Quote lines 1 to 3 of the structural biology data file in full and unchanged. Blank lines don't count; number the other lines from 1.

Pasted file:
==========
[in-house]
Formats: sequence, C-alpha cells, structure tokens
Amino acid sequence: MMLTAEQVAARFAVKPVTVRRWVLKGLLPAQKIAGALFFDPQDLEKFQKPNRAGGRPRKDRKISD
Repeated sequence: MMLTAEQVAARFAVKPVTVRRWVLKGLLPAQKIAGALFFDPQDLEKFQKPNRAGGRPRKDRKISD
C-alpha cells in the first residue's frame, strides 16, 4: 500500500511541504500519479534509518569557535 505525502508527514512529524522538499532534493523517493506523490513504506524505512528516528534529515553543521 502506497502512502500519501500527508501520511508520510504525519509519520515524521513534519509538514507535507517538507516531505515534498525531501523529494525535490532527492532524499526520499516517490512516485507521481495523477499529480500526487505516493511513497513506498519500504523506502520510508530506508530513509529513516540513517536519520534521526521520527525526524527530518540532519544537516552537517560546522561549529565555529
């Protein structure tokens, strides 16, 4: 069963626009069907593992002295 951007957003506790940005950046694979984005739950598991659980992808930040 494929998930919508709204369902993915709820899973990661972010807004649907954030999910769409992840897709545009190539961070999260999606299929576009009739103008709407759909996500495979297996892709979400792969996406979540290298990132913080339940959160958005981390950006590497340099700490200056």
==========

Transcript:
[in-house]
Formats: sequence, C-alpha cells, structure tokens
Amino acid sequence: MMLTAEQVAARFAVKPVTVRRWVLKGLLPAQKIAGALFFDPQDLEKFQKPNRAGGRPRKDRKISD